An example for the potentially harmful consequences of this comes from Michigan in the United States: there, a study conducted on how well devices, that were developed to measure people’s oxygen levels in their blood, worked. It turned out that the devices had been developed with data from mainly white patients and didn’t work well on those of African-American origin. This means that there is a higher risk that diseases caused by high or low oxygen levels remain undetected for African Americans. Over time, this could become dangerous for the affected demographic group.
Another example of biased data collection concerns corona vaccines. The data on the AstraZeneca vaccine’s effects have mainly been collected from people under the age of 60. This is partly because it could be dangerous for people above 60 to participate in the testing of the vaccine. However, as a result, there are now plenty of people in the 60+ age range who are being vaccinated with the new vaccines and it is not certain how it may affect them as they were not part of the tests.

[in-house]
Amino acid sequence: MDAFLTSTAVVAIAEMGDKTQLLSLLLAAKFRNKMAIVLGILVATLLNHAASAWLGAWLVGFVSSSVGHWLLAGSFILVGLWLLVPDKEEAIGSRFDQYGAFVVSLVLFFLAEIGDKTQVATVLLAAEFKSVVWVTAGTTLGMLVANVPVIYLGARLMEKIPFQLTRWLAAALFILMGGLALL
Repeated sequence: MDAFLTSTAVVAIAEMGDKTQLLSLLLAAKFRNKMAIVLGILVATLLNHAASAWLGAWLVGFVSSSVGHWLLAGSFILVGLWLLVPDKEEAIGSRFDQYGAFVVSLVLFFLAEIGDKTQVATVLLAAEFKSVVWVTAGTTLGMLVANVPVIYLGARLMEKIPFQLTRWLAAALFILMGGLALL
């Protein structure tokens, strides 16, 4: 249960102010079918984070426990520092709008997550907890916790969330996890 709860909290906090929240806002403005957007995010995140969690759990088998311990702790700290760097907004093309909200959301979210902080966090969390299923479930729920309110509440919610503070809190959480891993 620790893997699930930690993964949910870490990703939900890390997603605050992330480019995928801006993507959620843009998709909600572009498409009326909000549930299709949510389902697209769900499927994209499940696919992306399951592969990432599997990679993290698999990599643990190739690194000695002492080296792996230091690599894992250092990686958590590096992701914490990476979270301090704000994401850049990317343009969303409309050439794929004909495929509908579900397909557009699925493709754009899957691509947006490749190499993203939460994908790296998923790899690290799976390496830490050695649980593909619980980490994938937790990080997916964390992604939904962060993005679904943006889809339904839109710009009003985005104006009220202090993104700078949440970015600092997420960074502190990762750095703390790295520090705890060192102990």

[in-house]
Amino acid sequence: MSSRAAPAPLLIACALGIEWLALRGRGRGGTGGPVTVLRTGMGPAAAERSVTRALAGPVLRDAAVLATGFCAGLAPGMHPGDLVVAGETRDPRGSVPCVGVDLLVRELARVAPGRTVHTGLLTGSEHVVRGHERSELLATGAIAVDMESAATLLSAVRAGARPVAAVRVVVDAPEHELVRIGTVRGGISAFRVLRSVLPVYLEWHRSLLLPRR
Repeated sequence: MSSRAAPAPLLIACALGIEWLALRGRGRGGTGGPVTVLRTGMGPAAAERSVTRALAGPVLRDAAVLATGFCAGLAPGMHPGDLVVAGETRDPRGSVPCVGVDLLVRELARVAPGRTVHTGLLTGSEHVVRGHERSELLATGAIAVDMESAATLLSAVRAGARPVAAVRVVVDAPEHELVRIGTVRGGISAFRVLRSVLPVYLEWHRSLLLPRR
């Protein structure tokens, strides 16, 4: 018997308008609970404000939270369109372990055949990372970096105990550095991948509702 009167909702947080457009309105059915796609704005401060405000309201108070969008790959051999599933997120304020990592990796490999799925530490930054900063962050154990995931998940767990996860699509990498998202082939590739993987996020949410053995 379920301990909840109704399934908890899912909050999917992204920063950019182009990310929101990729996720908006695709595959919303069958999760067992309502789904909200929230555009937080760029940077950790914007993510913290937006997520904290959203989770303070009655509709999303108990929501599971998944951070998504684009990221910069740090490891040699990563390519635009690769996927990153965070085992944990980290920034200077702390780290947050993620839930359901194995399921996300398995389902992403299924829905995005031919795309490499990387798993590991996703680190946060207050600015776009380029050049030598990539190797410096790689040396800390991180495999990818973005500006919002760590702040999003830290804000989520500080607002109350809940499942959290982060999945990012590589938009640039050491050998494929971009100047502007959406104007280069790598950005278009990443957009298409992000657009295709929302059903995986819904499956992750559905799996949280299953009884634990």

Clustering, categorizing and ranking of data
The second category of data bias, spotting the problem within the output, is more difficult to deal with. This concerns data that organizations already have and their overall representativity of the whole population. Examples are government data on taxes or census data. Here the problem is mainly an unfavorable clustering and ranking of data about people. Imagine an algorithm that considers people with a migration background as more prone to commit fraud or residents in certain urban areas more prone to be criminal just because they live there. The algorithms that make decisions about people are guided by the assumptions, goals, and intentions of the organizations that use them. It is handy to have a tool that automatically categorizes and ranks people but what if the algorithm reflects human biases and becomes e.g. racist or sexist? How do we (as designers) gain control over the algorithm?
An important question is: how can designers help organizations with increasing their own awareness for biases in their systems? In the meeting of the research group, our team members pitched concepts and ideas that potentially would help organizations with identifying different forms of bias: based on gender, race, age etc.